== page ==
Econ Test 2

# Econ Test 2 - Test Two-Chapters 7 9 11 12 13 Chapter 7...

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Test Two-Chapters 7, 9, 11, 12, 13 Chapter 7 Equilibrium maximizes consumer and producer surplus o Consumer surplus is the difference between the price buyers would have been willing to pay and the price they actually had to pay. (saved money) Equal to the area below the demand curve and above the price line. o Producer surplus is the difference between the price sellers would have been willing to accept and the price they actually received as payment. (gained money) Equal to the area above the supply curve and below the price line To calculate surpluses, remember the formula for the area of a triangle is ½ base X height The burden of taxation to society is the loss of consumer and producer surplus caused by the tax o This loss of consumer and producer surplus from a tax is known as “deadweight loss.” Graphically the loss is shown by the “welfare loss triangle” The person who physically pays a tax is not necessarily the person who bears the burden of the tax. Who bears the burden of the tax depends on who is best able change his behavior in response to the tax, or who has the greater elasticity. o The more inelastic one’s relative supply and demand, the larger the burden of tax one will bear o The general rule about elasticities and tax burden is this: if demand is more inelastic than supply, demanders will pay a higher percentage of the tax. If supply is more inelastic than demand, suppliers will pay a higher share. More specifically: Burden on demander = E S / (E D + E S ) Burden on supplier = E D / (E D + E S ) A price ceiling is, in essence an implicit tax on producers and an implicit subsidy to consumers. o It is as if government places a tax on suppliers and then gives that tax revenue to consumers when they consume the good. Rent seeking is an activity designed to transfer surplus from one group to another. If demand is inelastic, suppliers have an incentive to restrict supply to raise the price because this will raise their revenue. When the supply of a good is inelastic, consumers have an incentive to hold the price down. o For example, the demand for food is inelastic. Farmers have an incentive to lobby government to restrict supply or to create a price floor for their commodities (sometimes called price supports) because they will be better off. o On the other hand, when the supply of a good is inelastic like that of rental- occupied housing, and demand rises, rental rates will rise significantly and consumers will scream for rent controls.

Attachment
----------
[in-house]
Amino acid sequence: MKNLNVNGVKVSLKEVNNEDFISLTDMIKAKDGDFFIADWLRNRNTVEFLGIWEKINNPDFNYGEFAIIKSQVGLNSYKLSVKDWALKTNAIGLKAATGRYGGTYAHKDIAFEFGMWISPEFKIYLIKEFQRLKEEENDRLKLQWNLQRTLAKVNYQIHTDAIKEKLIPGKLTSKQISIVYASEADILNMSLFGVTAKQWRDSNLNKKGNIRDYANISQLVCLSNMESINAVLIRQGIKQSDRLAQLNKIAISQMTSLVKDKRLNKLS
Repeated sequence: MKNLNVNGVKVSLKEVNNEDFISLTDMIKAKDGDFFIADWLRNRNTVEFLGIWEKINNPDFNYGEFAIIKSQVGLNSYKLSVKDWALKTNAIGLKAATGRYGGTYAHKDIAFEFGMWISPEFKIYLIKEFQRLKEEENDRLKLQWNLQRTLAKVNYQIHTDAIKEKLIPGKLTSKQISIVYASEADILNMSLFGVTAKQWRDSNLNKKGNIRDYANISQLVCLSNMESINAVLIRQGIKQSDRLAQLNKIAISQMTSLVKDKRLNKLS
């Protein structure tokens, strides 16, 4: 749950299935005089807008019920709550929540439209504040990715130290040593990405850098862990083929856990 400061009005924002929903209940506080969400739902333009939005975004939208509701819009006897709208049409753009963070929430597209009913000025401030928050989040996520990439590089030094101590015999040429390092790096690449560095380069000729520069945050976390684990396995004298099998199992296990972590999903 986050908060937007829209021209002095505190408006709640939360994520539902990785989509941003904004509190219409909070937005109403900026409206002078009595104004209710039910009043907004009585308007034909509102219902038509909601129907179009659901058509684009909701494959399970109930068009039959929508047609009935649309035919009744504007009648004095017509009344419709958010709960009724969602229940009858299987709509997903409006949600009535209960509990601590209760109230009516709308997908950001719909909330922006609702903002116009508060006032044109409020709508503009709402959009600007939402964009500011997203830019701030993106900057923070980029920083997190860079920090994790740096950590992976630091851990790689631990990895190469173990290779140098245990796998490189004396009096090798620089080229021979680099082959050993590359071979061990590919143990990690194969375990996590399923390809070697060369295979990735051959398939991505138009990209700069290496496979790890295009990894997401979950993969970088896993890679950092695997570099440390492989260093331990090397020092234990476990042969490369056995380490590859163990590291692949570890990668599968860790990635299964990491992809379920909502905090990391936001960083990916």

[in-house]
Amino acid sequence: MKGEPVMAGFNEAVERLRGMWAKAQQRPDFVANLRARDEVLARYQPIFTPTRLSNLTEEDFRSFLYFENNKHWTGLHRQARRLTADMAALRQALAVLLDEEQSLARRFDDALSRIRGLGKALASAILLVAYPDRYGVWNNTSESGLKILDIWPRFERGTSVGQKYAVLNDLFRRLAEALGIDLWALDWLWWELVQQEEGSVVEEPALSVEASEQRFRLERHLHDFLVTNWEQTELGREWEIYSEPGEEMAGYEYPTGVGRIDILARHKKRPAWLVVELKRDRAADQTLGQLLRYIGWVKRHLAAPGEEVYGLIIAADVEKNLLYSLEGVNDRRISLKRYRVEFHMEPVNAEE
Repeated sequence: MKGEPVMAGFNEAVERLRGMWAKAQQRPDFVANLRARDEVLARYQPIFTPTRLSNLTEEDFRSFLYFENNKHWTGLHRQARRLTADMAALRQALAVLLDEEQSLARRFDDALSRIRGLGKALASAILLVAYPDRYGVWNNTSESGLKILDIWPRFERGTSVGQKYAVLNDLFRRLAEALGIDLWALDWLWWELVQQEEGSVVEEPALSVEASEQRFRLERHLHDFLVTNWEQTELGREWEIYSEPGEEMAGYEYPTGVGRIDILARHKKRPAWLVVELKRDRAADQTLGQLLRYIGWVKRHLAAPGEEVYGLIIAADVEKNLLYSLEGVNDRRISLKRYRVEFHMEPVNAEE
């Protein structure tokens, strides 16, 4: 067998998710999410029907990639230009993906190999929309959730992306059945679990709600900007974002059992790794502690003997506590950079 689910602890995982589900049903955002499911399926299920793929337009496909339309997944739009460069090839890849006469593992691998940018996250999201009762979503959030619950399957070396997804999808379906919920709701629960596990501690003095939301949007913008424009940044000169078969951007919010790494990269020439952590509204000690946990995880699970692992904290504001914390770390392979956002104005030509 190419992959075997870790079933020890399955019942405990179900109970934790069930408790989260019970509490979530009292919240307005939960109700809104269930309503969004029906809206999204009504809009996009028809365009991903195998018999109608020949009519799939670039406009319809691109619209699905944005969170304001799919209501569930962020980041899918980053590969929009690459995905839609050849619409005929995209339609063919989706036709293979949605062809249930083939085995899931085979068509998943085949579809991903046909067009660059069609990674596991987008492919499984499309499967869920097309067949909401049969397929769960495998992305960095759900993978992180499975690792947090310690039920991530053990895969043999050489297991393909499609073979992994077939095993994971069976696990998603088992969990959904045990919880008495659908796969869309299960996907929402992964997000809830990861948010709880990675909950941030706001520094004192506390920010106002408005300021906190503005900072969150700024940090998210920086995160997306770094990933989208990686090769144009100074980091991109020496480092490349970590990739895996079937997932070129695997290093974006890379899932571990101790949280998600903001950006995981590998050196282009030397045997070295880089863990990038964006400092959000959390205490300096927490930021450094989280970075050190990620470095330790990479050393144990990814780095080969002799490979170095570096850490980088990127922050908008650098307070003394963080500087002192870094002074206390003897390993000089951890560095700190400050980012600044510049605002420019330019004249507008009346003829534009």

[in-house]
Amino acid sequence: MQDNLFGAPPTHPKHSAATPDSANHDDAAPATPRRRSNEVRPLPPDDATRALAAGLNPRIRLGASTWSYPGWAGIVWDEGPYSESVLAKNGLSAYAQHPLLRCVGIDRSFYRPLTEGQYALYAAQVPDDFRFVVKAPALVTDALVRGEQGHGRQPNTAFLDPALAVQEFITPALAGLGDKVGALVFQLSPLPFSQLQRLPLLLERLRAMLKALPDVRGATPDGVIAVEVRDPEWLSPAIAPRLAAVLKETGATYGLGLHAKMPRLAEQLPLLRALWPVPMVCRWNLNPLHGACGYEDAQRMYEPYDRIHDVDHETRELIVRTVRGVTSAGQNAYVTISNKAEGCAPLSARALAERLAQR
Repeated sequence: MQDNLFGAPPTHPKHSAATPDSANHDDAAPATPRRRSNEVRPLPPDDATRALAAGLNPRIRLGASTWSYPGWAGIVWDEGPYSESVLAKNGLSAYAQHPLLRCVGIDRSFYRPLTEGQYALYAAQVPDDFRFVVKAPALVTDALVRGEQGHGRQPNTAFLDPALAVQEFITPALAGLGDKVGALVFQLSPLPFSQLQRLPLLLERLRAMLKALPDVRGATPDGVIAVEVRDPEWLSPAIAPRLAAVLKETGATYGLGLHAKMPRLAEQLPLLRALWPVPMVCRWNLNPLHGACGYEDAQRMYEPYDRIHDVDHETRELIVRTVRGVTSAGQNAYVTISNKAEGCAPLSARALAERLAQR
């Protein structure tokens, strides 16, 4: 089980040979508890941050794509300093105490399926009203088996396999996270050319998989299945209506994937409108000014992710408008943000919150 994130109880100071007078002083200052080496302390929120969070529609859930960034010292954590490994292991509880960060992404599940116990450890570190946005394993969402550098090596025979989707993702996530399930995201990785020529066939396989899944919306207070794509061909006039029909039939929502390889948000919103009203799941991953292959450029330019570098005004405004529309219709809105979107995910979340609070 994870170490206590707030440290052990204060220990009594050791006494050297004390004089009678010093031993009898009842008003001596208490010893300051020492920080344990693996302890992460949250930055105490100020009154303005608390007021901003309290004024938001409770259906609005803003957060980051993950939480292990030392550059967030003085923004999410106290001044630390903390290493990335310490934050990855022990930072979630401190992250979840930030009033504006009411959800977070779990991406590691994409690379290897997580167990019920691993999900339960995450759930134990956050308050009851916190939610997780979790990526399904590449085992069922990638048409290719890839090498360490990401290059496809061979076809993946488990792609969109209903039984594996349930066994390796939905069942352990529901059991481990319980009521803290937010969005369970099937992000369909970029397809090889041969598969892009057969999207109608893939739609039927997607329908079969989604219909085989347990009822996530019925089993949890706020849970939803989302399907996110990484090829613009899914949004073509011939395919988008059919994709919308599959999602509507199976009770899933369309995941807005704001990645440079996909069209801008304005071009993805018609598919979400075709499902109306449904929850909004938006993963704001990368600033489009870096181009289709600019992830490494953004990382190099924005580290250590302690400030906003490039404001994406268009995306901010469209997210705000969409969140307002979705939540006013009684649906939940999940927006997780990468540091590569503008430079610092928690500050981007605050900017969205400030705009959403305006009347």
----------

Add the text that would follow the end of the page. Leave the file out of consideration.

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o Government sometimes succumbs to political pressure for price controls. However, they create surpluses and shortages that only become more severe over time. In the long run, supply tends to be more elastic than in the short run Chapter 9 Accounting profit is explicit revenue less explicit cost. Economists include implicit revenue and cost in their determination of profit o Economic profit = (explicit and implicit revenue) – (explicit and implicit
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Econ Test 2 - Test Two-Chapters 7 9 11 12 13 Chapter 7...

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